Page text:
Here you will find the Poem Second Sunday In Advent of poet John Keble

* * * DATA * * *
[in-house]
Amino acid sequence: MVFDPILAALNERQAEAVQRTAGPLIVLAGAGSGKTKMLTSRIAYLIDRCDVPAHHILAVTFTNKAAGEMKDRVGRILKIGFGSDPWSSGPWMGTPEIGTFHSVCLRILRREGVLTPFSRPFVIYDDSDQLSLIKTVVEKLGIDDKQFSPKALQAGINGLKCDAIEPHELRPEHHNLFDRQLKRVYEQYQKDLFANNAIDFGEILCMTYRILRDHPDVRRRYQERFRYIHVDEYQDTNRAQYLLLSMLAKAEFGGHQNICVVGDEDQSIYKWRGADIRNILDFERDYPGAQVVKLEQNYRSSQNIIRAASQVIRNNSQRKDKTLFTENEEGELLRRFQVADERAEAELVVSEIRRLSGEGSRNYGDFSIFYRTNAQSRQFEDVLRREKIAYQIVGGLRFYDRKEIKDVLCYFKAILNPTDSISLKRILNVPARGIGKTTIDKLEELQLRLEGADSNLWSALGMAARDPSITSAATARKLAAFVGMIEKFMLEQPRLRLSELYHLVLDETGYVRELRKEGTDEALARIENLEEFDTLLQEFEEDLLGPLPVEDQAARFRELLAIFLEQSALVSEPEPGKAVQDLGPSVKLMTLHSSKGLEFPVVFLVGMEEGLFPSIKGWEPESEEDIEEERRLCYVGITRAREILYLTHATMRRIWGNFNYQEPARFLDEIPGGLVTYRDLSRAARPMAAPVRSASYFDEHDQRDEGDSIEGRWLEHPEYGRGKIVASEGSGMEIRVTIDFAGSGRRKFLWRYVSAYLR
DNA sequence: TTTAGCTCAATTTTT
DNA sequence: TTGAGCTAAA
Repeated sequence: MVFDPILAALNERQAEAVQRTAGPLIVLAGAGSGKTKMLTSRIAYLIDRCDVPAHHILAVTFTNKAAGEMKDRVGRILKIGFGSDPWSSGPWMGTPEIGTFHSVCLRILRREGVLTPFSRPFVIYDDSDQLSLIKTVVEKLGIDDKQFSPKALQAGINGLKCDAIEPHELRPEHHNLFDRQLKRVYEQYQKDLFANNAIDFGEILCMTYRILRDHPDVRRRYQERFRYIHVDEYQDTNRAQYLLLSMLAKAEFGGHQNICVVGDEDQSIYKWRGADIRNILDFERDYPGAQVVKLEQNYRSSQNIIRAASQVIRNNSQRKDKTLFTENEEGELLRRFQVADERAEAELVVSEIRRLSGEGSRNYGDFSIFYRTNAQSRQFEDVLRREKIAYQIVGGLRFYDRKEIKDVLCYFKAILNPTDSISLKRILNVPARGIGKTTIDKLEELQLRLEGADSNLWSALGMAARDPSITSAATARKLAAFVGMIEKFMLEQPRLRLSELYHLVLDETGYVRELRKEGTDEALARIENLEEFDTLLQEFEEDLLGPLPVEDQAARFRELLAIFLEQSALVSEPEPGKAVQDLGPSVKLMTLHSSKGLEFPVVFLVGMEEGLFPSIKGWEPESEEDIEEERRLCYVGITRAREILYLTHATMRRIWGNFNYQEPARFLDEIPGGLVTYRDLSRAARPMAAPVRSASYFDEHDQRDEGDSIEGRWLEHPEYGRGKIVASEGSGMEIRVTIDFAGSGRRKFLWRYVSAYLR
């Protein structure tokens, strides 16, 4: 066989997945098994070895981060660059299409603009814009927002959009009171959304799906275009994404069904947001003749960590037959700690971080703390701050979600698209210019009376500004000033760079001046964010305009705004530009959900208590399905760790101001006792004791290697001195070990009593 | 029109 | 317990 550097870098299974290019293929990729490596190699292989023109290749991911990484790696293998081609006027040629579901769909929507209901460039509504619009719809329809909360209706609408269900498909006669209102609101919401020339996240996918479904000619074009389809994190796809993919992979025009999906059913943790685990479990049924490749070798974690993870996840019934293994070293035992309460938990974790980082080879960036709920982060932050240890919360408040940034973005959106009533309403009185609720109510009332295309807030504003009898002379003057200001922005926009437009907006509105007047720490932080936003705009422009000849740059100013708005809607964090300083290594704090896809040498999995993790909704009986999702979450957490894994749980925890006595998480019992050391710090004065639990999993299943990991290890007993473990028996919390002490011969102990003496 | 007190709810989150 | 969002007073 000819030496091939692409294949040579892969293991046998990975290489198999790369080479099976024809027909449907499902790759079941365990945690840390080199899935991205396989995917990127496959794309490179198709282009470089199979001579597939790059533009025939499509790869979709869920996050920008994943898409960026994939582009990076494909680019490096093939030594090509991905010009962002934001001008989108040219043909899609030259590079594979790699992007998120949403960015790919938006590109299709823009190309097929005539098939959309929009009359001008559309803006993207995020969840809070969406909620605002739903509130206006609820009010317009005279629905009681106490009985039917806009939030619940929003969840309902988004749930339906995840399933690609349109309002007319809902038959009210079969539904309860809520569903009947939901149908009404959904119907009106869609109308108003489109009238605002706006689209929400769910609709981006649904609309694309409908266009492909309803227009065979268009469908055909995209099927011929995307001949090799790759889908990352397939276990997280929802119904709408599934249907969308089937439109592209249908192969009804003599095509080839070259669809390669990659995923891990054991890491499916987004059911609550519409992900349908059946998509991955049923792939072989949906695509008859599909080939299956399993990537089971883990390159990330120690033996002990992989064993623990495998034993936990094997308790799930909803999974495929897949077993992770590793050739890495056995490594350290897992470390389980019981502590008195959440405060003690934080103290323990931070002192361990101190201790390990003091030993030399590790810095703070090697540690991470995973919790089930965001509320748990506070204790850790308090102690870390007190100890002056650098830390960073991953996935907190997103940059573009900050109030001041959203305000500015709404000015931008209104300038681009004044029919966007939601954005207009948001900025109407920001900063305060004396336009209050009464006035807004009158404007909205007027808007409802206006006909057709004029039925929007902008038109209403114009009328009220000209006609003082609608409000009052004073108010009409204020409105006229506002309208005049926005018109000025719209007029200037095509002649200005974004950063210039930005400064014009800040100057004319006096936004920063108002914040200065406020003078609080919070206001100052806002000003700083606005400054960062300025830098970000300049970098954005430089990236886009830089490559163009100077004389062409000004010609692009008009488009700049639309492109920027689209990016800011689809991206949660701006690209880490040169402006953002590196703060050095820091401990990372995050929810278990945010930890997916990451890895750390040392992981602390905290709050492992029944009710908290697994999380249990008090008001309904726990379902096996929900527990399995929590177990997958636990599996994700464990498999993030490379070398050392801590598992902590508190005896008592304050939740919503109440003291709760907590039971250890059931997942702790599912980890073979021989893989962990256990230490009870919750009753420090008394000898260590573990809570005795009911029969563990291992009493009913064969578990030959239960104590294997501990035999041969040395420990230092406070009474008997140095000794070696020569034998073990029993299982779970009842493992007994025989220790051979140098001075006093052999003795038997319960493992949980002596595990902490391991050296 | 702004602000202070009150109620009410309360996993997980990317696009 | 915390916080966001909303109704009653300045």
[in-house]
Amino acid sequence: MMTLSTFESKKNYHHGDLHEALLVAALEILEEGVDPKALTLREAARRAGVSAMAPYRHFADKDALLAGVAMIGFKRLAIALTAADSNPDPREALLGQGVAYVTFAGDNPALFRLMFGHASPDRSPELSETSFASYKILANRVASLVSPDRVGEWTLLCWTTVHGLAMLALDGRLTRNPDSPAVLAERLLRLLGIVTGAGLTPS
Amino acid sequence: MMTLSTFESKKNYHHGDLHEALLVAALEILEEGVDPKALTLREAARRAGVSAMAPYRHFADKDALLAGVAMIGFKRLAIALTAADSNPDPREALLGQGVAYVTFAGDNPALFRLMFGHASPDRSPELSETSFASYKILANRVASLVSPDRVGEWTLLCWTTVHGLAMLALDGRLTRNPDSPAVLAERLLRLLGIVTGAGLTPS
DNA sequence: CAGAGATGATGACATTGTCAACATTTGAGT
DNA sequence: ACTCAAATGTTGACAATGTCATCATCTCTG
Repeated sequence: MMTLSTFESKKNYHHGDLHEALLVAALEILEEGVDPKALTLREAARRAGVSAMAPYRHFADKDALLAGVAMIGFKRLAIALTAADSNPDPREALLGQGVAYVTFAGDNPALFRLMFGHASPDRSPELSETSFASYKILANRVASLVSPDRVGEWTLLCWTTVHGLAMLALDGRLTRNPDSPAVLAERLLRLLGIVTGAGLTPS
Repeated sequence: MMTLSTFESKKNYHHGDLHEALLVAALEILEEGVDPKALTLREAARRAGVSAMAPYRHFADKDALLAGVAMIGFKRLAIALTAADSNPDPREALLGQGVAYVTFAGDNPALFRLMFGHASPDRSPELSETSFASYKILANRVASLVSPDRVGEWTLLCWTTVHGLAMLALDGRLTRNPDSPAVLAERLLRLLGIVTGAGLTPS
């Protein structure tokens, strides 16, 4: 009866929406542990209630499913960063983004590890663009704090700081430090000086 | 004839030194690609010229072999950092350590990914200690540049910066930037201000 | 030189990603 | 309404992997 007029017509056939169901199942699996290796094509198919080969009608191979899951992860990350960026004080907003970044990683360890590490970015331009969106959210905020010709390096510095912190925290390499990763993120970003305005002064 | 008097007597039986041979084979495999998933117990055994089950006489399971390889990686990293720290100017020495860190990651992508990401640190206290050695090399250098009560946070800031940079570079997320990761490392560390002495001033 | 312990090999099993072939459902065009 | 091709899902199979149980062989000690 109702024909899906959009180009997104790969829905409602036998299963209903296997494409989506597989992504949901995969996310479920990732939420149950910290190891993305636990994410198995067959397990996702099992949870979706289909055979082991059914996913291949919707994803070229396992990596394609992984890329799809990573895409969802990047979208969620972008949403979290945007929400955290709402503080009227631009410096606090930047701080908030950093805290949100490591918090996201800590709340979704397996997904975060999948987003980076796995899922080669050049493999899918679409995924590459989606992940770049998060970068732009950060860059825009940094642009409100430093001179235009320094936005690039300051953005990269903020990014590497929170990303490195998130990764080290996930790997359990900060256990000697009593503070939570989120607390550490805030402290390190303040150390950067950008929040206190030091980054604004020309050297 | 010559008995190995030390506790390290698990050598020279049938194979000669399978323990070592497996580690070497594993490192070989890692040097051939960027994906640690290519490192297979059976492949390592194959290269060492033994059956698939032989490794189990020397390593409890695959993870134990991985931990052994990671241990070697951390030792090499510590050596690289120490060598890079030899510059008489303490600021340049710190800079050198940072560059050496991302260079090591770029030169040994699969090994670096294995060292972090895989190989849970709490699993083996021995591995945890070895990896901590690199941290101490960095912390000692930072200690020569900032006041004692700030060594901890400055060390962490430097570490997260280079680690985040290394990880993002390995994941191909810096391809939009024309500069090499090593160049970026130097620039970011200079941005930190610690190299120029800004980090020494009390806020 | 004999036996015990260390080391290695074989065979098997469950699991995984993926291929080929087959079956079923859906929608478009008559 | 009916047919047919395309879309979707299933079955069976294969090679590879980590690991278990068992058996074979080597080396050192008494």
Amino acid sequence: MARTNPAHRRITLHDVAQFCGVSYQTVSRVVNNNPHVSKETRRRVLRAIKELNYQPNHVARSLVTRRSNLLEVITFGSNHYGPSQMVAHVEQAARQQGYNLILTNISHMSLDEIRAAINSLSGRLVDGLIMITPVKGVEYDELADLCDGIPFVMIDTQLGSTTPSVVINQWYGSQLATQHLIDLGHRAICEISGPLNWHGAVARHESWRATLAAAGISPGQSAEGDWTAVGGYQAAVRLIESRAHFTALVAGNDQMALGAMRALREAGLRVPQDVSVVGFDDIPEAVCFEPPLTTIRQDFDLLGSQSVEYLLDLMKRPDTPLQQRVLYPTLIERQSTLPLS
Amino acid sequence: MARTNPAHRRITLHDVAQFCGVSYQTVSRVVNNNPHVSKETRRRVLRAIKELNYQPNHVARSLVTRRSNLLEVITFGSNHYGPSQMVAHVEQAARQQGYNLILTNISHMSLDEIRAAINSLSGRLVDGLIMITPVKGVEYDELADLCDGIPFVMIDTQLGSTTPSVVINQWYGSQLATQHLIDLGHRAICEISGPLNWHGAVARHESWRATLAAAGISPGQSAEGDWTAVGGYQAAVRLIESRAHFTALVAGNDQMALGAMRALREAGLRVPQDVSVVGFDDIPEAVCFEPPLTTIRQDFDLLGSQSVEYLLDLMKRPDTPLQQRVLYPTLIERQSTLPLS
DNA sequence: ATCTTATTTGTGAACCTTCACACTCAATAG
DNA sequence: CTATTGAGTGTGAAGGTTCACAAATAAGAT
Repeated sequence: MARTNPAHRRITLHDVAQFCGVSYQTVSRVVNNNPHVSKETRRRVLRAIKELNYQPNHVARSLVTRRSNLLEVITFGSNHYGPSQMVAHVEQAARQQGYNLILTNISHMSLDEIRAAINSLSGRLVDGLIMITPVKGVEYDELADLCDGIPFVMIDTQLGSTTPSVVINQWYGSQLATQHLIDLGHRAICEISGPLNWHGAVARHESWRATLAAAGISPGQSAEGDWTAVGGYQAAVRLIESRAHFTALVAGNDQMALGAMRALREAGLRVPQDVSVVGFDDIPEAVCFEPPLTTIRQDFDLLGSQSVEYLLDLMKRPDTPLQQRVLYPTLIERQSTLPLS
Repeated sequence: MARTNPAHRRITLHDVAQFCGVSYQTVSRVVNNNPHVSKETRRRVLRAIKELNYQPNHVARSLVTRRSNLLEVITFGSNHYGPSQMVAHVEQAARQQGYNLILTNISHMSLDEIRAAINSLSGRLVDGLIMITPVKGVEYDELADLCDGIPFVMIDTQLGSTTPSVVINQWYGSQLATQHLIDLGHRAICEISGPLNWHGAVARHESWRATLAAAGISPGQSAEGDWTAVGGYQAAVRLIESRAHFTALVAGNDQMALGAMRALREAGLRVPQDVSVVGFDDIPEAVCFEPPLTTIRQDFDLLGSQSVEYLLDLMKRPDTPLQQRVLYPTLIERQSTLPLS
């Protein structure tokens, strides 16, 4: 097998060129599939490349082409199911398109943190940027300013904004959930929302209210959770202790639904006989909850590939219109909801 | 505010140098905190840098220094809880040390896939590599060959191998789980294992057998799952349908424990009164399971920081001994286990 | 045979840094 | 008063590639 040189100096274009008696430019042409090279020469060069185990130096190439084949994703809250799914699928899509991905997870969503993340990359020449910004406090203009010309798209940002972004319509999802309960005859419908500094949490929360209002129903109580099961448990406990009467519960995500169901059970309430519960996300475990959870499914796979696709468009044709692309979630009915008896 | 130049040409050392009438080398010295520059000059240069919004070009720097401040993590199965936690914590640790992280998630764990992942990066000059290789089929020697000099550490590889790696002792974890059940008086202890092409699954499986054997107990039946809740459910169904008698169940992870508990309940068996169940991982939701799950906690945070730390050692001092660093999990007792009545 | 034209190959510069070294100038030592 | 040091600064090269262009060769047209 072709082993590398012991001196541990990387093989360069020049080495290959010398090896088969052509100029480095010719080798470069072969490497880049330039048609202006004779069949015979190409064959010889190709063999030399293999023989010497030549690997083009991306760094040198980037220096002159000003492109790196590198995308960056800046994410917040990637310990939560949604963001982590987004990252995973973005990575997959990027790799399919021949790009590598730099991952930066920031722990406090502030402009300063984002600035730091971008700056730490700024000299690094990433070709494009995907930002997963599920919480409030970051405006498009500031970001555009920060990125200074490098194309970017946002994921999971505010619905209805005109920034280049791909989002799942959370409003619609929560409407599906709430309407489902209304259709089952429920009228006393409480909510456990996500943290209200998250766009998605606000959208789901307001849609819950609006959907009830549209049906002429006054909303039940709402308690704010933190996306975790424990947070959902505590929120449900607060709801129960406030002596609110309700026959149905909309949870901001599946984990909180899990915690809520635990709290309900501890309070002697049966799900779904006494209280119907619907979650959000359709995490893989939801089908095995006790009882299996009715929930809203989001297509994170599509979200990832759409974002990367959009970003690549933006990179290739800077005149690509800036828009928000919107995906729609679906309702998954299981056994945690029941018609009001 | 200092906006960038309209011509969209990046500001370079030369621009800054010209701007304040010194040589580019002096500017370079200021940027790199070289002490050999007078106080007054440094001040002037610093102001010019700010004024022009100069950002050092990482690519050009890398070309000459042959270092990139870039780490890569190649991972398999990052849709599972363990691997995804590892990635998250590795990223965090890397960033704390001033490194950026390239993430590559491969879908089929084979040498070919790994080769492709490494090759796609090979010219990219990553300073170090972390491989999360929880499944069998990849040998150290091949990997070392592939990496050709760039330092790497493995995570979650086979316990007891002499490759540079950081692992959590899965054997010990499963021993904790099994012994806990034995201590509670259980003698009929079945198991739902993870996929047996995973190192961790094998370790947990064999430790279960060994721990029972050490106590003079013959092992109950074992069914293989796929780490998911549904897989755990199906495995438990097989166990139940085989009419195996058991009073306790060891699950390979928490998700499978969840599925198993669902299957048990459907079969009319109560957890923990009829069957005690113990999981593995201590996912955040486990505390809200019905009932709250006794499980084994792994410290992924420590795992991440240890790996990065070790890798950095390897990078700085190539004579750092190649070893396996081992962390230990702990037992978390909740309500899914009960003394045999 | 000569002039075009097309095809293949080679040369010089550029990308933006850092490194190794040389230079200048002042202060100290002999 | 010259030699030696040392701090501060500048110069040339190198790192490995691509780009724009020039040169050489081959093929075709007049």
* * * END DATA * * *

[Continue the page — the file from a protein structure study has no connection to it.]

Not till the freezing blast is still, Till freely leaps the sparkling rill, And gales sweep soft from summer skies, As o'er a sleeping infant's eyes A mother's kiss; ere calls like these, No sunny gleam awakes the trees, Nor dare the tender flowerets show Their bosoms to th' uncertain glow. Why then, in sad and wintry time, Her heavens all dark with doubt and crime, Why lifts the Church her drooping head, As though her evil hour were fled? Is she less wise than leaves of spring, Or birds that cower with folded wing? What sees she in this lowering sky To tempt her meditative eye? She has a charm, a word of fire, A pledge of love that cannot tire; By tempests, earthquakes, and by wars, By rushing waves and falling stars, By every sign her Lord foretold, She sees the world is waxing old, And through that last and direst storm Descries by faith her Saviour's form. Not surer does each tender gem, Set in the fig-tree's polish'd stem, Foreshow the summer season bland, Than these dread signs Thy mighty hand: But, oh, frail hearts, and spirits dark! The season's flight unwarn'd we mark, But miss the Judge behind the door, For all the light of sacred lore: Yet is He there; beneath our eaves Each sound His wakeful ear receives: Hush, idle words, and thoughts of ill, Your Lord is listening: peace, be still. Christ watches by a Christian's hearth, Be silent, "vain deluding mirth," Till in thine alter'd voice be known Somewhat of Resignation's tone. But chiefly ye should lift your gaze Above the world's uncertain haze, And look with calm unwavering eye On the bright fields beyond the sky, Ye, who your Lord's commission bear His way of mercy to prepare: Angels He calls ye: be your strife To lead on earth an Angel's life. Think not of rest; though dreams be sweet, Start up, and ply your heavenward feet. Is not God's oath upon your head, Ne'er to sink back on slothful bed, Never again your loans untie, Nor let your torches waste and die, Till, when the shadows thickest fall, Ye hear your Master's midnight call?